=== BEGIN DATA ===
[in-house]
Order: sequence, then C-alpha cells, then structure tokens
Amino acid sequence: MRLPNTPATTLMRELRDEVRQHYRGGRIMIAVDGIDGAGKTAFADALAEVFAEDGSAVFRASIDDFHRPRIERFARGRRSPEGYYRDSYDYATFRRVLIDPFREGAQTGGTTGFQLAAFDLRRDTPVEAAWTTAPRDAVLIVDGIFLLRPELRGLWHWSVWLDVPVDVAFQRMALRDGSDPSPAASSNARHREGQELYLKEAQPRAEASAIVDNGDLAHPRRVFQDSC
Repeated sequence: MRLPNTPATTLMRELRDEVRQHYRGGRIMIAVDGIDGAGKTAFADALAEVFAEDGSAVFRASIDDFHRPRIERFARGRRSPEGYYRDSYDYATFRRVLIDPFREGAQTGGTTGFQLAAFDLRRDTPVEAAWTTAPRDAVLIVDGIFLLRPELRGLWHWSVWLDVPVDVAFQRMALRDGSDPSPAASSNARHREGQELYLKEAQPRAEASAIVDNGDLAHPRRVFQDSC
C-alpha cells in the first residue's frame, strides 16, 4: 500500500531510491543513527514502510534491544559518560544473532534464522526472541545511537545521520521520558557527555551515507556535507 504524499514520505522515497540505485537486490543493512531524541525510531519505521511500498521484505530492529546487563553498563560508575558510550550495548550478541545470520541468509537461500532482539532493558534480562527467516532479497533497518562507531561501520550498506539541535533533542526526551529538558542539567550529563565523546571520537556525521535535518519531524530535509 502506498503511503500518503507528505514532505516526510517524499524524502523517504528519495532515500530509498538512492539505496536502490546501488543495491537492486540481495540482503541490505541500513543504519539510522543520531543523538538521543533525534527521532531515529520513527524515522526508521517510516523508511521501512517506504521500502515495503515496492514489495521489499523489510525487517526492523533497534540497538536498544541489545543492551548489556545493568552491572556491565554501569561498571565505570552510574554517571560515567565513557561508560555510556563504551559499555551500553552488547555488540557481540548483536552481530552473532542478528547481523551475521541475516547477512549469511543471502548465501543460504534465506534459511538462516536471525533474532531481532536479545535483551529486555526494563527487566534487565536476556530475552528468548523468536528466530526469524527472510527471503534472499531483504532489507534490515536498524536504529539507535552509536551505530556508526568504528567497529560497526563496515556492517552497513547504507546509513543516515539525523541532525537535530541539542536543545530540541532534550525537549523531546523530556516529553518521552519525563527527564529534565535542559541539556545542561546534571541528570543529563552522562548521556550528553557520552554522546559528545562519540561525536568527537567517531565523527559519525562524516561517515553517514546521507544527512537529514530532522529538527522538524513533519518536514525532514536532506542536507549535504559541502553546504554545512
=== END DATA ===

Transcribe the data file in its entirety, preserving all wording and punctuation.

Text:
[in-house]
Order: sequence, then C-alpha cells, then structure tokens
Amino acid sequence: MRLPNTPATTLMRELRDEVRQHYRGGRIMIAVDGIDGAGKTAFADALAEVFAEDGSAVFRASIDDFHRPRIERFARGRRSPEGYYRDSYDYATFRRVLIDPFREGAQTGGTTGFQLAAFDLRRDTPVEAAWTTAPRDAVLIVDGIFLLRPELRGLWHWSVWLDVPVDVAFQRMALRDGSDPSPAASSNARHREGQELYLKEAQPRAEASAIVDNGDLAHPRRVFQDSC
Repeated sequence: MRLPNTPATTLMRELRDEVRQHYRGGRIMIAVDGIDGAGKTAFADALAEVFAEDGSAVFRASIDDFHRPRIERFARGRRSPEGYYRDSYDYATFRRVLIDPFREGAQTGGTTGFQLAAFDLRRDTPVEAAWTTAPRDAVLIVDGIFLLRPELRGLWHWSVWLDVPVDVAFQRMALRDGSDPSPAASSNARHREGQELYLKEAQPRAEASAIVDNGDLAHPRRVFQDSC
C-alpha cells in the first residue's frame, strides 16, 4: 500500500531510491543513527514502510534491544559518560544473532534464522526472541545511537545521520521520558557527555551515507556535507 504524499514520505522515497540505485537486490543493512531524541525510531519505521511500498521484505530492529546487563553498563560508575558510550550495548550478541545470520541468509537461500532482539532493558534480562527467516532479497533497518562507531561501520550498506539541535533533542526526551529538558542539567550529563565523546571520537556525521535535518519531524530535509 502506498503511503500518503507528505514532505516526510517524499524524502523517504528519495532515500530509498538512492539505496536502490546501488543495491537492486540481495540482503541490505541500513543504519539510522543520531543523538538521543533525534527521532531515529520513527524515522526508521517510516523508511521501512517506504521500502515495503515496492514489495521489499523489510525487517526492523533497534540497538536498544541489545543492551548489556545493568552491572556491565554501569561498571565505570552510574554517571560515567565513557561508560555510556563504551559499555551500553552488547555488540557481540548483536552481530552473532542478528547481523551475521541475516547477512549469511543471502548465501543460504534465506534459511538462516536471525533474532531481532536479545535483551529486555526494563527487566534487565536476556530475552528468548523468536528466530526469524527472510527471503534472499531483504532489507534490515536498524536504529539507535552509536551505530556508526568504528567497529560497526563496515556492517552497513547504507546509513543516515539525523541532525537535530541539542536543545530540541532534550525537549523531546523530556516529553518521552519525563527527564529534565535542559541539556545542561546534571541528570543529563552522562548521556550528553557520552554522546559528545562519540561525536568527537567517531565523527559519525562524516561517515553517514546521507544527512537529514530532522529538527522538524513533519518536514525532514536532506542536507549535504559541502553546504554545512